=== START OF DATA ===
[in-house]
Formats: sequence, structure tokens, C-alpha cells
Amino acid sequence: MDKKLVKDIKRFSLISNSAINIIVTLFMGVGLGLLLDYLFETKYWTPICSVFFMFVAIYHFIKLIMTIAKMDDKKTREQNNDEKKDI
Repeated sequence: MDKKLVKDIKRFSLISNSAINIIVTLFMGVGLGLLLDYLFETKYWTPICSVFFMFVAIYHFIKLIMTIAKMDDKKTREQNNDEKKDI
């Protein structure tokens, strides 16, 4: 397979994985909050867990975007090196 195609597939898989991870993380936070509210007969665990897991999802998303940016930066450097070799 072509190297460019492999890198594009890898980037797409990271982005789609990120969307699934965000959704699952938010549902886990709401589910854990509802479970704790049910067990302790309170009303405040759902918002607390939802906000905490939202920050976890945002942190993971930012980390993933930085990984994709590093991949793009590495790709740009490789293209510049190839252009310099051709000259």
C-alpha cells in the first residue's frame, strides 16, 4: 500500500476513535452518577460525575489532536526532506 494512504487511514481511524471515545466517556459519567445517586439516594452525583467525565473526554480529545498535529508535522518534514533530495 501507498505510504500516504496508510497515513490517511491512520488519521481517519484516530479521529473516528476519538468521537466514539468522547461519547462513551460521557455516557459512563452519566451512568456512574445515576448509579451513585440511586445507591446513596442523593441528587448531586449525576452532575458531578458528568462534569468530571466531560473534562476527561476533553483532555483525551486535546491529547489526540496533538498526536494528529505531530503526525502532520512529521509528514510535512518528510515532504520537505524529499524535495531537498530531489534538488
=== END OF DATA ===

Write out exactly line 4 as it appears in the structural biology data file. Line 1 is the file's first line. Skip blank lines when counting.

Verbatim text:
Repeated sequence: MDKKLVKDIKRFSLISNSAINIIVTLFMGVGLGLLLDYLFETKYWTPICSVFFMFVAIYHFIKLIMTIAKMDDKKTREQNNDEKKDI